Distinct developments in European languages ​​can be found in Louisiana (Cajun French) and Pennsylvania (Penn Sylvanian at Amish). Moreover, the large immigrant groups from Europe have only retained their mother tongue to a fairly limited extent. Among the immigrant languages ​​that, according to the latest census, had over one million speakers, (apart from Spanish) can be mentioned Cantonese, French, German, Tagalog, Vietnamese and Italian. About 68,000 people spoke Swedish at home.

None of the languages ​​originally spoken by the African slaves survived in the United States, but several Creole languages ​​(Gullah, Louisiana Creole) are still used.

The English have so far not had any statutory status as official language at national level in the United States. In recent years, an "English Only" movement has emerged as a reaction to the efforts towards multilingualism. At the state level, English has gained statutory status in over half of US states.

Photography in United States, North America

As early as 1840, Samuel Morse opened a photo studio in New York, and photography in the United States gained an early scientific, cultural and commercial significance. An example is Mathew Brady, who together with a staff of photographers documented the American Civil War. Another example is that topographic photos were used when railways would be constructed and land exploited. The 19th-century landscape of partly useful landscapes was followed by a photograph in which the aesthetic experience of nature became the primary. A number of photographers - many from the west coast of the United States - have become world-renowned for their nature and landscape imagery, for example. Ansel Adams, Imogen Cunningham and Edward and Brett Weston.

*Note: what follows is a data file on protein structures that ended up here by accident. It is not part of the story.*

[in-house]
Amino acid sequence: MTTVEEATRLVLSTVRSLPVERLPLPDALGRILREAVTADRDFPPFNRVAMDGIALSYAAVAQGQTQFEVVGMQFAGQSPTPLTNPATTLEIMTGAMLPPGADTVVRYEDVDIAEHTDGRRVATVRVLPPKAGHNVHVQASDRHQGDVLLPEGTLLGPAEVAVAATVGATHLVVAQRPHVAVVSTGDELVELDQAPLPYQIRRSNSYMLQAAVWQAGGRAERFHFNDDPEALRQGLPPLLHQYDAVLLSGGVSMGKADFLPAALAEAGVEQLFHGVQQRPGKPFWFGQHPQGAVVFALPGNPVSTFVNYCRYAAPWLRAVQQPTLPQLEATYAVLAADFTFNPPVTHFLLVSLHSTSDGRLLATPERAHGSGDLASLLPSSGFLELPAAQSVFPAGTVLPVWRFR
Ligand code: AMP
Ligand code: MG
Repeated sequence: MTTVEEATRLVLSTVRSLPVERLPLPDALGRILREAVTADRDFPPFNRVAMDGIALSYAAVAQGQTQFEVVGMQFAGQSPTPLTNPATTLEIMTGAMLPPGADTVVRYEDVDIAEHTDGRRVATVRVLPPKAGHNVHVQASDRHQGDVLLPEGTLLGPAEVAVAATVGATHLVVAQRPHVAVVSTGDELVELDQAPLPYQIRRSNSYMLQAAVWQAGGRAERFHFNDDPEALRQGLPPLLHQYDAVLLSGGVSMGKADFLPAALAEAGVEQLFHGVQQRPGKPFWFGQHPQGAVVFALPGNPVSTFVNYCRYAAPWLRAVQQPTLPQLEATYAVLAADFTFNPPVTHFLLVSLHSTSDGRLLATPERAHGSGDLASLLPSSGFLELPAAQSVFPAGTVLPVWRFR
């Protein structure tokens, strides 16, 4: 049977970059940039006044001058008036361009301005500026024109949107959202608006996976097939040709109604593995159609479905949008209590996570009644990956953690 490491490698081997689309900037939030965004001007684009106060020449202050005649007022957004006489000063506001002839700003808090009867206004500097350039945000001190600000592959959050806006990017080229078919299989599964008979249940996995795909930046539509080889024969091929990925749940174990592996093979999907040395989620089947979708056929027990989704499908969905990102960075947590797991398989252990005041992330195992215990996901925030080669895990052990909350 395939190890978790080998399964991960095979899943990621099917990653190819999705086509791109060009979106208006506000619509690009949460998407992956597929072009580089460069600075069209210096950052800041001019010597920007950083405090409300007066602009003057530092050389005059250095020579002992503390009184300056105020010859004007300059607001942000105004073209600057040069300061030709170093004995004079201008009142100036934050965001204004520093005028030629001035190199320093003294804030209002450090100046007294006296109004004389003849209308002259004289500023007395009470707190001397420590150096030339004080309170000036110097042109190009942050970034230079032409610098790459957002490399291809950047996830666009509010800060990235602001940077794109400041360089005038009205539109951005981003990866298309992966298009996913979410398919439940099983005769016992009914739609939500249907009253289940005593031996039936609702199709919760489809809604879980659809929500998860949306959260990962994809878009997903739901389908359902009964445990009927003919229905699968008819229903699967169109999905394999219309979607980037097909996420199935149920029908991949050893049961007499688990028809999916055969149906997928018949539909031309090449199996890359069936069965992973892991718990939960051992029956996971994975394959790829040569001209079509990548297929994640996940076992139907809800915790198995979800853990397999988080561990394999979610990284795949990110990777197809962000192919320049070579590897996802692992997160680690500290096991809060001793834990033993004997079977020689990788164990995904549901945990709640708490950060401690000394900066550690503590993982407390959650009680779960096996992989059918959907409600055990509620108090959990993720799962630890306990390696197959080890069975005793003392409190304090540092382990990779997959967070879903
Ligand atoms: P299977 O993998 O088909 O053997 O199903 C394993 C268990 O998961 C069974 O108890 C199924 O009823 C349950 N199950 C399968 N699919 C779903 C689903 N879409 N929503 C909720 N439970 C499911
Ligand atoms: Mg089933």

The photographic image as a social time document has often appeared in American photography. At the end of the 19th century, Jacob A. Riis photographed the immigrant situation in New York, and Lewis W. Hine continued on the same theme in the early 1900's. During the years 1935–41, the large Farm Security Administration (FSA) project was carried out, in which about fifteen photographers documented farm workers and small-town environments. The work resulted in approximately 270,000 images, which are currently stored at the Library of Congress in Washington. Walker Evans, Dorothea Lange, Russell Lee and Ben Shahn are the most famous FSA photographers.

The big picture magazines Life and Look were started in the late 1930's. In addition to newsworthy images, they also contained longer picture stories in various subjects. Among the legendary photographic photographers are Robert and Cornell Capa, Alfred Eisenstaedt, Margaret Bourke-White and W. Eugene Smith. The fashion magazines Vogue and Harperʹs Bazaar were already frequent image users from the start, and fashion photographers such as Richard Avedon and Irving Penn became stylists for this genre.